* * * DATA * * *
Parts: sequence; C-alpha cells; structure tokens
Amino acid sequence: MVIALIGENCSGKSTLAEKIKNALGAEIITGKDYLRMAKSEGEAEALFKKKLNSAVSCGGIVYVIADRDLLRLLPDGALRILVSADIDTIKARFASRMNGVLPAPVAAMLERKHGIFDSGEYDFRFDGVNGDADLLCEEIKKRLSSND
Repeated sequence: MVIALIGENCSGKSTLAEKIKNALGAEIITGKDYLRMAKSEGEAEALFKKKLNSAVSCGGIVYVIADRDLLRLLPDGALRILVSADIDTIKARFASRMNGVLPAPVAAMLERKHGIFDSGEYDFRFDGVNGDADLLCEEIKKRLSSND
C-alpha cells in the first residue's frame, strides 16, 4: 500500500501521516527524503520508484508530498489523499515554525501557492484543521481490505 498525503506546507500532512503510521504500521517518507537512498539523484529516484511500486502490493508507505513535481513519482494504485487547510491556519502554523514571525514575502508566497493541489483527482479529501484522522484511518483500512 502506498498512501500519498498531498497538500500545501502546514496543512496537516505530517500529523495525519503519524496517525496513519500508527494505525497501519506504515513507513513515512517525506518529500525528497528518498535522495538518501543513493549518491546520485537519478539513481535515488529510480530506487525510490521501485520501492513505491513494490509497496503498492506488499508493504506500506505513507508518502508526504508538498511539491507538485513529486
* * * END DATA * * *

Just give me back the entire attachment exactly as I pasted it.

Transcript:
Parts: sequence; C-alpha cells; structure tokens
Amino acid sequence: MVIALIGENCSGKSTLAEKIKNALGAEIITGKDYLRMAKSEGEAEALFKKKLNSAVSCGGIVYVIADRDLLRLLPDGALRILVSADIDTIKARFASRMNGVLPAPVAAMLERKHGIFDSGEYDFRFDGVNGDADLLCEEIKKRLSSND
Repeated sequence: MVIALIGENCSGKSTLAEKIKNALGAEIITGKDYLRMAKSEGEAEALFKKKLNSAVSCGGIVYVIADRDLLRLLPDGALRILVSADIDTIKARFASRMNGVLPAPVAAMLERKHGIFDSGEYDFRFDGVNGDADLLCEEIKKRLSSND
C-alpha cells in the first residue's frame, strides 16, 4: 500500500501521516527524503520508484508530498489523499515554525501557492484543521481490505 498525503506546507500532512503510521504500521517518507537512498539523484529516484511500486502490493508507505513535481513519482494504485487547510491556519502554523514571525514575502508566497493541489483527482479529501484522522484511518483500512 502506498498512501500519498498531498497538500500545501502546514496543512496537516505530517500529523495525519503519524496517525496513519500508527494505525497501519506504515513507513513515512517525506518529500525528497528518498535522495538518501543513493549518491546520485537519478539513481535515488529510480530506487525510490521501485520501492513505491513494490509497496503498492506488499508493504506500506505513507508518502508526504508538498511539491507538485513529486